F-102 Delta Dagger
|F-102 Delta Dagger|
|F-102 from Florida Air National Guard deploys braking parachute|
|Maiden flight||24 October 1953|
1979, foreign users
1986, target drones
|Primary users||United States Air Force|
|Unit cost||US$1.2 million|
The Convair F-102 Delta Dagger fighter aircraft was part of the backbone of the United States air defenses in the late 1950s. Entering service in 1956, its main purpose was to intercept invading Soviet bomber fleets.
The aircraft's development was long and troubled, and by the early 1960s, it was being replaced by F-101 Voodoos, F-106 Delta Darts and later by F-4 Phantom IIs. Many of the F-102s were transferred to United States Air National Guard duty by the mid-to-late 1960s, and the plane left service altogether in 1976.
Design and development
The F-102 was developed from the XF-92A delta wing research aircraft of the late 1940s. The Air Force took a new approach in putting out the request for proposals for an operational interceptor, considering both the aircraft and armament together in what became known as a "weapon system". The RFP for Project MX-1554 went out 18 June 1950, and in January 1951 six manufacturers responded, of which Convair, Lockheed and Republic were chosen to proceed with design. Three of these projects were too expensive, and in November, only Convair was allowed to continue with its Model 8-80, an interim project using the less-powerful Westinghouse J40 turbojet in lieu of the Wright J67 which was still in development.
The YF-102 made its first flight on 24 October 1953, but was lost in an accident nine days later. The second aircraft flew on 11 January 1954, confirming a dismal performance, far below the requirements. The problem was solved by the use of the area-ruled fuselage, and the modified aircraft, YF-102A/Model 8-90, first flew on 19 December 1954, achieving a speed of Mach 1.22 and an altitude of 53,000 ft (16,200 m).
The production F-102A had the Hughes MG-3 fire control system, later upgraded in service to the MG-10. It had a three-segment internal weapons bay under the fuselage for air-to-air missiles. Initial armament was three pairs of GAR-1 Falcon missiles, a mix of infrared and semi-active radar homing. The doors of the two forward bays each had tubes for 12 2.75 in (70 mm) FFAR rockets (for a total of 24). The F-102 was later upgraded to allow the carriage of two GAR-9 Nuclear Falcon missiles in the center bay. The larger size of these weapons required redesigned center bay doors with no rocket tubes. Plans were considered to fit the MB-1 Genie nuclear rocket, but this weapon was never adopted.
Because of the changes that had to be made in redesigning the aircraft with the area rule in mind, the ambitious plan to produce the production aircraft on the prototype tooling had to be abandoned; two-thirds of the 60,000+ pieces of tooling had to be scrapped or heavily modified.
One hundred and eleven TF-102A two-seat, side-by-side trainers were also produced. This version was slower with a maximum speed of about 770 mph or slightly over Mach 1.0 because it had a redesigned forward fuselage to accommodate the side-by-side seating. The TF-102 retained a full combat capability however, and was armed in the same way as the F-102A.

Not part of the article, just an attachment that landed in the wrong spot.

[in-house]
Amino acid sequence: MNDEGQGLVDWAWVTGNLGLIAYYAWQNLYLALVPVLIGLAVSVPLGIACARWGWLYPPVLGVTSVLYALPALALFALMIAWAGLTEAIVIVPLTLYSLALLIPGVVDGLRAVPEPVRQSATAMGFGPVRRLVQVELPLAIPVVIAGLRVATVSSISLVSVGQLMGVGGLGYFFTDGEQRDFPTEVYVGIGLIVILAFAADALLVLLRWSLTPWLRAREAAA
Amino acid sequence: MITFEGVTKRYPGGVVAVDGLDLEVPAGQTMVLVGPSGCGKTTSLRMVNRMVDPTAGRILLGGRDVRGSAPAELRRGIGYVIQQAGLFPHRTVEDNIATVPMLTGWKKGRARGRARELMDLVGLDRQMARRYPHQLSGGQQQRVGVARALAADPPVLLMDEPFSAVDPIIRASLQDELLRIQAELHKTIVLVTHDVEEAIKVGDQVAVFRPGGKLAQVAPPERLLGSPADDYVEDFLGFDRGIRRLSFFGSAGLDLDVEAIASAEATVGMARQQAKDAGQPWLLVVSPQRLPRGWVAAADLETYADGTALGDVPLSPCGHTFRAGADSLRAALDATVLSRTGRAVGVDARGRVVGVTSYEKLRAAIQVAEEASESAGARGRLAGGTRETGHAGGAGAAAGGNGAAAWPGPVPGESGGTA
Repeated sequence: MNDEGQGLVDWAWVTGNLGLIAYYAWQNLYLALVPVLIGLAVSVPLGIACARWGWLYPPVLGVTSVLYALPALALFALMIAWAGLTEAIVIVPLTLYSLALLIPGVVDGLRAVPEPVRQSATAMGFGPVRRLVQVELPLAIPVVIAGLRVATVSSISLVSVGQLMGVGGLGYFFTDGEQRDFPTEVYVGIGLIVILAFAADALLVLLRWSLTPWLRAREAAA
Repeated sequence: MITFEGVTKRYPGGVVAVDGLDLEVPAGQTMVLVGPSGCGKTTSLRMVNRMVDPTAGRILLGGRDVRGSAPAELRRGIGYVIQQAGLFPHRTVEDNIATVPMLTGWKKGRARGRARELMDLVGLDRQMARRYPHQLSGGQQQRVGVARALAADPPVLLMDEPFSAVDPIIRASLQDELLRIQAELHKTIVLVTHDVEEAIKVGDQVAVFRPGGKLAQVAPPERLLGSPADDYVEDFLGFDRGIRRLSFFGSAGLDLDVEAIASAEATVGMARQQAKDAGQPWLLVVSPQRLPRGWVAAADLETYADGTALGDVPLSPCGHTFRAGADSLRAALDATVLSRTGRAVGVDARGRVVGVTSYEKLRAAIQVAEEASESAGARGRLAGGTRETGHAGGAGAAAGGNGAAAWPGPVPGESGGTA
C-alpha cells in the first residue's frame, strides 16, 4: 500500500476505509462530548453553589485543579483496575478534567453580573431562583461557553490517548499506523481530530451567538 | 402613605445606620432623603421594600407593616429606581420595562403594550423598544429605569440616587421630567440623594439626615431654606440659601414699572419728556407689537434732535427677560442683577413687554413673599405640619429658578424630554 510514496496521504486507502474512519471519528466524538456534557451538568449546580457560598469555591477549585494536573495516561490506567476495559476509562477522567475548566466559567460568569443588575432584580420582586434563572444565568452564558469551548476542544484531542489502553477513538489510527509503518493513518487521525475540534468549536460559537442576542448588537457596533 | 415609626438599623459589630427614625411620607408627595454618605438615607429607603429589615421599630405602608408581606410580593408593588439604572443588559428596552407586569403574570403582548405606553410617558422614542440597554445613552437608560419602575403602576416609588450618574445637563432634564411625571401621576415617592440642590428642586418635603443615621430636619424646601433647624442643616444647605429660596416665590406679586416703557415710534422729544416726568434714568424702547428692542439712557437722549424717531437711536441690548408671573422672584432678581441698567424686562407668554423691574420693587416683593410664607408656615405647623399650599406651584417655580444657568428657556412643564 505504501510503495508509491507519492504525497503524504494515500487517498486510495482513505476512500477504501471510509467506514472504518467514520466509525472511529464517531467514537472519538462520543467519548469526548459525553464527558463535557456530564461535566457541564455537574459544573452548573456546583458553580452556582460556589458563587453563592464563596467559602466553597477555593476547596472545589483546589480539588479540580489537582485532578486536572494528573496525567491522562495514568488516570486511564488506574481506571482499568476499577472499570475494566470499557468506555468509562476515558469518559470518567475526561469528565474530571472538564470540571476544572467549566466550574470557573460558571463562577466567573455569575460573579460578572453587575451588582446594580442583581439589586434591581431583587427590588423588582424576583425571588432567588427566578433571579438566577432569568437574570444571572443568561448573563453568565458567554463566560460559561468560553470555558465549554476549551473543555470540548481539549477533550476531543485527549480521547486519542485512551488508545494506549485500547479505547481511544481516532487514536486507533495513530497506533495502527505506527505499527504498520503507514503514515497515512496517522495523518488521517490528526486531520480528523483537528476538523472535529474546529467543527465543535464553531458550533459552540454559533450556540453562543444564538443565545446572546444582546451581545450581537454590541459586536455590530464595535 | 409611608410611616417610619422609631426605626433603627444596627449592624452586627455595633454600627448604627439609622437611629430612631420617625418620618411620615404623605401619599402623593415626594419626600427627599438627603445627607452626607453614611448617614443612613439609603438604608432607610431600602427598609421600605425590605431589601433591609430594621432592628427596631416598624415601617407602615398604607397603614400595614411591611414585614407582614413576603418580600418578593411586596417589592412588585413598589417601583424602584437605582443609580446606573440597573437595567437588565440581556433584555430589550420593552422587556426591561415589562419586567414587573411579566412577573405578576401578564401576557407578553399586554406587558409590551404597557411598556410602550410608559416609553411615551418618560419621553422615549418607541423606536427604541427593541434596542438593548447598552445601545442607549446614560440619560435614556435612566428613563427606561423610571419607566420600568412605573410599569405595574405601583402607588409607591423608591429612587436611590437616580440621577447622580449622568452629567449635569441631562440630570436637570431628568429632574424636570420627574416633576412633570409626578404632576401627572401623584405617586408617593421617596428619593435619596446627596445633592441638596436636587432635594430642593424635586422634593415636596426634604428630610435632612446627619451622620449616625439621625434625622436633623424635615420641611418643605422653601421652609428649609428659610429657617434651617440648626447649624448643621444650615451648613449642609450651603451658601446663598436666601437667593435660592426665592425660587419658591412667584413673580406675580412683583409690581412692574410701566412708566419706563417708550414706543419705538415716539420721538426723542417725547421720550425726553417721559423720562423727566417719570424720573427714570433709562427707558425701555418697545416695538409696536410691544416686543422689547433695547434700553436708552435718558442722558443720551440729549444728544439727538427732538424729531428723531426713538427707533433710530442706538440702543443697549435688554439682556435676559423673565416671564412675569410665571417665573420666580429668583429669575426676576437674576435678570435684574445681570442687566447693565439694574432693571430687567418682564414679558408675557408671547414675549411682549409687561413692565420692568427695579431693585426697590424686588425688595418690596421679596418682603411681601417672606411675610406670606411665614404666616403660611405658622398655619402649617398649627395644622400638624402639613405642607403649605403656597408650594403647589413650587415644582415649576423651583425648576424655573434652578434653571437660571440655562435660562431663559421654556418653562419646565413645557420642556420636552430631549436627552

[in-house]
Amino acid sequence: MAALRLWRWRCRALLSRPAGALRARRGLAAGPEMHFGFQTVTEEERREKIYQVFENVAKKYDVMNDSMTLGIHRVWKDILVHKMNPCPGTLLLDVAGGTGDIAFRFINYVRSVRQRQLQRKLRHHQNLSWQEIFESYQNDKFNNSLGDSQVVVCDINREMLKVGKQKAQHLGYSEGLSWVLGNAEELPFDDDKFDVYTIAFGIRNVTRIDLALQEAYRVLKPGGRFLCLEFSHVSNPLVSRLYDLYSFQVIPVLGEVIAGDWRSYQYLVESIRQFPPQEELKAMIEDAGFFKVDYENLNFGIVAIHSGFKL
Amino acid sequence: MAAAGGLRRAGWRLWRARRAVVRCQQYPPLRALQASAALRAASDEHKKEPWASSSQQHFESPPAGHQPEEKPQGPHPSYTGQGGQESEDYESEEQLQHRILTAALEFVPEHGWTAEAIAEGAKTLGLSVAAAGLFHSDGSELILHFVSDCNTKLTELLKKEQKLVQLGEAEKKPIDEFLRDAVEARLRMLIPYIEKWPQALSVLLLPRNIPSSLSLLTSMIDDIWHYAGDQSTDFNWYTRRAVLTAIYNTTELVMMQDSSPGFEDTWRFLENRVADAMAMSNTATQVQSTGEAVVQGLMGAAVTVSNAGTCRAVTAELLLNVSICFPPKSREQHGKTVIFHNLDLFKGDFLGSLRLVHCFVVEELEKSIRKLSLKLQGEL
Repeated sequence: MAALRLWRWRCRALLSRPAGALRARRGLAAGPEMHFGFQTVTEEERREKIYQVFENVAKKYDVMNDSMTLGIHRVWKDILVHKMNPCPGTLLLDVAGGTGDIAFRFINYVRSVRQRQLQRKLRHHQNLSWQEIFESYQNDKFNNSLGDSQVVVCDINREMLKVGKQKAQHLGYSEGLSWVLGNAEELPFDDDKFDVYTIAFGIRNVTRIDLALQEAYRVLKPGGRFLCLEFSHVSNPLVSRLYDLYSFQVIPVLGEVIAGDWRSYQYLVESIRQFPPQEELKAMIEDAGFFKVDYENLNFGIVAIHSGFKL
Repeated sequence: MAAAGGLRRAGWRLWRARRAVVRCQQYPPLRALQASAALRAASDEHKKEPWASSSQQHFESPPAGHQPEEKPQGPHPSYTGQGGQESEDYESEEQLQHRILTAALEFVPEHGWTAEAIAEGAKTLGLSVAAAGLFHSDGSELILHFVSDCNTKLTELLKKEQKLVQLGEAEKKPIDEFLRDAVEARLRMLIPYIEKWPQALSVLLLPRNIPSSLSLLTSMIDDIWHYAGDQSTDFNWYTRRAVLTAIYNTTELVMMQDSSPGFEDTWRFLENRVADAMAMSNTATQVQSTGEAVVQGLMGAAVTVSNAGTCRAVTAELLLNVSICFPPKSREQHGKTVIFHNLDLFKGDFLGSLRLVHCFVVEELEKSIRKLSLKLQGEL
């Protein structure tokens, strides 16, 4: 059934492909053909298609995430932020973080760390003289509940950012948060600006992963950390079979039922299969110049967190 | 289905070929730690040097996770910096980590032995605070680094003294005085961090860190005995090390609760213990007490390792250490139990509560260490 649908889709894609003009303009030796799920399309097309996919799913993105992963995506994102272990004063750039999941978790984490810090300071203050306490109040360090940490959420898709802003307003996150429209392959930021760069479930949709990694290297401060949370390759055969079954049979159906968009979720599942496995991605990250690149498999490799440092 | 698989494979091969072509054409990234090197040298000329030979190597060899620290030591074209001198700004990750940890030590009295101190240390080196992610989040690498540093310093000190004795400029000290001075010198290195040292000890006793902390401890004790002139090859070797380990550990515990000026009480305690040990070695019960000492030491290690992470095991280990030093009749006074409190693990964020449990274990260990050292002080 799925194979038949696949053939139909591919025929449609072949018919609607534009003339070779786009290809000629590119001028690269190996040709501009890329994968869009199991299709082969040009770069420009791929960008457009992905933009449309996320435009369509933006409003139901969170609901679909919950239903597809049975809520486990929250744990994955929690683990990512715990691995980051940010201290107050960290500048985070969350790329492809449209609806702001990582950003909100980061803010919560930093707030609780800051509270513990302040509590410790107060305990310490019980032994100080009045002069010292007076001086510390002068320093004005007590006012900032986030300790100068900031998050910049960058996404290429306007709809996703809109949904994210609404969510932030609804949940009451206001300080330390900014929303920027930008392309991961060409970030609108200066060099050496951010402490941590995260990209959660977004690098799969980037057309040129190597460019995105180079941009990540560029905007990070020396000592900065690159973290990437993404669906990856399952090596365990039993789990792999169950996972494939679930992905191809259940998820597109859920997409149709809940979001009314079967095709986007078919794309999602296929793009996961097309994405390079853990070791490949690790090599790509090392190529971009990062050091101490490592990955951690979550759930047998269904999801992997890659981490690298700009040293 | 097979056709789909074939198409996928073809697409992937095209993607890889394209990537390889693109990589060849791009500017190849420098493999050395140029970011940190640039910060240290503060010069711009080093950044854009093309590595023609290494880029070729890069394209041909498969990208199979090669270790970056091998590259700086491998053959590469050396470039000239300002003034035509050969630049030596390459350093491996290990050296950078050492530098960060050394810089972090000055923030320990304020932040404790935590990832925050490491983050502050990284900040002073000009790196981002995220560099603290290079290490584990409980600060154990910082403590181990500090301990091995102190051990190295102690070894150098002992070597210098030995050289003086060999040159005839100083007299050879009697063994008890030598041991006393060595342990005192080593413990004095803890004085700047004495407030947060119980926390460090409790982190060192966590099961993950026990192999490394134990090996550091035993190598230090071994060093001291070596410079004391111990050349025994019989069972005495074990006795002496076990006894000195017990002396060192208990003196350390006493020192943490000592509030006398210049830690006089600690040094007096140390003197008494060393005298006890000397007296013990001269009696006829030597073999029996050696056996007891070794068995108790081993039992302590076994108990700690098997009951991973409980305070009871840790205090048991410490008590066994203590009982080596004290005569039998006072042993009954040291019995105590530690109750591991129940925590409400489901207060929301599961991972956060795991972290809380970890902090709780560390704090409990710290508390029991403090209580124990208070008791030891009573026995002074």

The F-102's direct successor was the related F-106 Delta Dart, which was originally designated YF-102B.
The first operational service of the F-102A was with the 327th Fighter-Interceptor Squadron at George Air Force Base, in April 1956, and eventually a total of 889 were built. The F-102's official name, "Delta Dagger" was never used in common parlance, with the aircraft being universally known as the "Deuce." The TF-102 was known as the "Tub" because of its wide fuselage.
The USAF Air Defense Command had F-102 Delta Daggers in service in 1960 and the type continued to serve in large numbers with both Air Force and Air National Guard units well into the 1970s. George W. Bush, later President of the United States, flew the F-102 as part of his Air National Guard service in the late 1960s and early 1970s.
The F-102 served in Vietnam, flying fighter patrols and serving as bomber escorts. A total of 15 aircraft were lost in Vietnam: one to air-to-air combat, several to ground fire and the remainder to accidents.
Initially, F-102 detachments began to be sent to bases in Southeast Asia in 1962, when radar contacts that were detected by ground radars were thought to possibly be North Vietnamese Il-28 "Beagle" bombers, which was considered a very credible threat during that time period. F-102s were sent to Thailand and other nearby countries to intercept these aircraft if they indeed threatened South Vietnam at any time.
Later on, B-52 strikes, codenamed ARC LIGHT, were escorted by F-102s based in the theater. It was during one of these missions that an F-102 was shot down by a North Vietnamese MiG-21 using an AA-2 Atoll heat-seeking missile. The MiGs approached undetected, and one of the F-102s was shot down. The other F-102 pilot managed to shoot off some AIM-4s at the fleeing MiG-21s, but no hits were recorded. This was the only air-to-air loss for the F-102 during the Vietnam War.